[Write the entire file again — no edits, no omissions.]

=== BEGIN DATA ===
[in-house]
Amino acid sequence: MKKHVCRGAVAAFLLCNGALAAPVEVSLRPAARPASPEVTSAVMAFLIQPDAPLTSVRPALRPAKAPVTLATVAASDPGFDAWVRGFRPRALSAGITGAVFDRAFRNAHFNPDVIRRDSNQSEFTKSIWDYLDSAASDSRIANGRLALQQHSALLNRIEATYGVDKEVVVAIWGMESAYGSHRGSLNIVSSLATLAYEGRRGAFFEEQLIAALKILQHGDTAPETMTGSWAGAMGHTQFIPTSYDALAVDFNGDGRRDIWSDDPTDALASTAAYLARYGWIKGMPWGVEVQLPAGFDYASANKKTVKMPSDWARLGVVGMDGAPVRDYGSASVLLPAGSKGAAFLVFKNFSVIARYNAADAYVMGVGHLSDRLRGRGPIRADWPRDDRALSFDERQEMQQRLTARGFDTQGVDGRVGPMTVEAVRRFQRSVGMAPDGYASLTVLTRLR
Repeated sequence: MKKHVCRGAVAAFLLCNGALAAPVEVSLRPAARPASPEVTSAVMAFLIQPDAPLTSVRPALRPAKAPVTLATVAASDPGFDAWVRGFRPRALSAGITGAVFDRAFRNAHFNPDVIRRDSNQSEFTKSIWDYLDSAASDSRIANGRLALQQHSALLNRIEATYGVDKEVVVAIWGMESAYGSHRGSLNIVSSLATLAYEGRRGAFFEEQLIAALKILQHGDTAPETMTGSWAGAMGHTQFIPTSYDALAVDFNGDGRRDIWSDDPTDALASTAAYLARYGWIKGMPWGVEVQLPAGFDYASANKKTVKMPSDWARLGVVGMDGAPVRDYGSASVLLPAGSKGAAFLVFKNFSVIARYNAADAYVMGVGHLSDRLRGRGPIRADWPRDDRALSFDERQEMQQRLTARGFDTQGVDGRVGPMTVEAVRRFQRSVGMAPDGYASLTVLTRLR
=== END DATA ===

[in-house]
Amino acid sequence: MKKHVCRGAVAAFLLCNGALAAPVEVSLRPAARPASPEVTSAVMAFLIQPDAPLTSVRPALRPAKAPVTLATVAASDPGFDAWVRGFRPRALSAGITGAVFDRAFRNAHFNPDVIRRDSNQSEFTKSIWDYLDSAASDSRIANGRLALQQHSALLNRIEATYGVDKEVVVAIWGMESAYGSHRGSLNIVSSLATLAYEGRRGAFFEEQLIAALKILQHGDTAPETMTGSWAGAMGHTQFIPTSYDALAVDFNGDGRRDIWSDDPTDALASTAAYLARYGWIKGMPWGVEVQLPAGFDYASANKKTVKMPSDWARLGVVGMDGAPVRDYGSASVLLPAGSKGAAFLVFKNFSVIARYNAADAYVMGVGHLSDRLRGRGPIRADWPRDDRALSFDERQEMQQRLTARGFDTQGVDGRVGPMTVEAVRRFQRSVGMAPDGYASLTVLTRLR
Repeated sequence: MKKHVCRGAVAAFLLCNGALAAPVEVSLRPAARPASPEVTSAVMAFLIQPDAPLTSVRPALRPAKAPVTLATVAASDPGFDAWVRGFRPRALSAGITGAVFDRAFRNAHFNPDVIRRDSNQSEFTKSIWDYLDSAASDSRIANGRLALQQHSALLNRIEATYGVDKEVVVAIWGMESAYGSHRGSLNIVSSLATLAYEGRRGAFFEEQLIAALKILQHGDTAPETMTGSWAGAMGHTQFIPTSYDALAVDFNGDGRRDIWSDDPTDALASTAAYLARYGWIKGMPWGVEVQLPAGFDYASANKKTVKMPSDWARLGVVGMDGAPVRDYGSASVLLPAGSKGAAFLVFKNFSVIARYNAADAYVMGVGHLSDRLRGRGPIRADWPRDDRALSFDERQEMQQRLTARGFDTQGVDGRVGPMTVEAVRRFQRSVGMAPDGYASLTVLTRLR